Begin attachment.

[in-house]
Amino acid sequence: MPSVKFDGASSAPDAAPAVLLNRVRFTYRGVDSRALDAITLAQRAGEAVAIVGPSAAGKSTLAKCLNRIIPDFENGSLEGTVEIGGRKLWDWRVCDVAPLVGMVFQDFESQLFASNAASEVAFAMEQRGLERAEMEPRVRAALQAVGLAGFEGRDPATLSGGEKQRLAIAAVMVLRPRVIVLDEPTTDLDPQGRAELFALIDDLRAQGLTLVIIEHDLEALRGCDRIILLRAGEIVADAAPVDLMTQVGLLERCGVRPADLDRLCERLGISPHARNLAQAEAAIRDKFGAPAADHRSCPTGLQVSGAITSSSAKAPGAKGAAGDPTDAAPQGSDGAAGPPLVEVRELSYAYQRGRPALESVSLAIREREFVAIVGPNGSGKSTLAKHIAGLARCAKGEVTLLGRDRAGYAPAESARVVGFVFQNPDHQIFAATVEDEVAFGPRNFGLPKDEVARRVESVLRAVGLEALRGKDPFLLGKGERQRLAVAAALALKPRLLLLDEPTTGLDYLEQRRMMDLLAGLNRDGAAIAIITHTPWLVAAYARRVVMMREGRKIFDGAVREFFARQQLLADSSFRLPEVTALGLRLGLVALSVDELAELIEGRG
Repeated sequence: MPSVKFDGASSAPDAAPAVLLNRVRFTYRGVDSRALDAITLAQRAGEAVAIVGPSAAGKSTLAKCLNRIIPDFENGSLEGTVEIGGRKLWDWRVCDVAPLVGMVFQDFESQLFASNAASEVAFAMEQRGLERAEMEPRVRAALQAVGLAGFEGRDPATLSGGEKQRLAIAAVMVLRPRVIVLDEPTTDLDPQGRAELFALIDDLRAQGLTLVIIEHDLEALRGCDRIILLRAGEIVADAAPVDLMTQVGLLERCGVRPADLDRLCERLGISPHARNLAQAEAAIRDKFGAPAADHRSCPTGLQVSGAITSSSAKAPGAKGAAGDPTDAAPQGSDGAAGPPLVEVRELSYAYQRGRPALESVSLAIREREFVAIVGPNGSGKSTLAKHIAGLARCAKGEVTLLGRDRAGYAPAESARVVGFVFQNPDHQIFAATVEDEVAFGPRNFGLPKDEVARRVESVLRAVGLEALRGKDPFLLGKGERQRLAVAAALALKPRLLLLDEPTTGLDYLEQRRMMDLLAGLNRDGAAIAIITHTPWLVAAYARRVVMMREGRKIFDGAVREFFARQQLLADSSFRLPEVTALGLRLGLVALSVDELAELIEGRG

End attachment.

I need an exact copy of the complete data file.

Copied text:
[in-house]
Amino acid sequence: MPSVKFDGASSAPDAAPAVLLNRVRFTYRGVDSRALDAITLAQRAGEAVAIVGPSAAGKSTLAKCLNRIIPDFENGSLEGTVEIGGRKLWDWRVCDVAPLVGMVFQDFESQLFASNAASEVAFAMEQRGLERAEMEPRVRAALQAVGLAGFEGRDPATLSGGEKQRLAIAAVMVLRPRVIVLDEPTTDLDPQGRAELFALIDDLRAQGLTLVIIEHDLEALRGCDRIILLRAGEIVADAAPVDLMTQVGLLERCGVRPADLDRLCERLGISPHARNLAQAEAAIRDKFGAPAADHRSCPTGLQVSGAITSSSAKAPGAKGAAGDPTDAAPQGSDGAAGPPLVEVRELSYAYQRGRPALESVSLAIREREFVAIVGPNGSGKSTLAKHIAGLARCAKGEVTLLGRDRAGYAPAESARVVGFVFQNPDHQIFAATVEDEVAFGPRNFGLPKDEVARRVESVLRAVGLEALRGKDPFLLGKGERQRLAVAAALALKPRLLLLDEPTTGLDYLEQRRMMDLLAGLNRDGAAIAIITHTPWLVAAYARRVVMMREGRKIFDGAVREFFARQQLLADSSFRLPEVTALGLRLGLVALSVDELAELIEGRG
Repeated sequence: MPSVKFDGASSAPDAAPAVLLNRVRFTYRGVDSRALDAITLAQRAGEAVAIVGPSAAGKSTLAKCLNRIIPDFENGSLEGTVEIGGRKLWDWRVCDVAPLVGMVFQDFESQLFASNAASEVAFAMEQRGLERAEMEPRVRAALQAVGLAGFEGRDPATLSGGEKQRLAIAAVMVLRPRVIVLDEPTTDLDPQGRAELFALIDDLRAQGLTLVIIEHDLEALRGCDRIILLRAGEIVADAAPVDLMTQVGLLERCGVRPADLDRLCERLGISPHARNLAQAEAAIRDKFGAPAADHRSCPTGLQVSGAITSSSAKAPGAKGAAGDPTDAAPQGSDGAAGPPLVEVRELSYAYQRGRPALESVSLAIREREFVAIVGPNGSGKSTLAKHIAGLARCAKGEVTLLGRDRAGYAPAESARVVGFVFQNPDHQIFAATVEDEVAFGPRNFGLPKDEVARRVESVLRAVGLEALRGKDPFLLGKGERQRLAVAAALALKPRLLLLDEPTTGLDYLEQRRMMDLLAGLNRDGAAIAIITHTPWLVAAYARRVVMMREGRKIFDGAVREFFARQQLLADSSFRLPEVTALGLRLGLVALSVDELAELIEGRG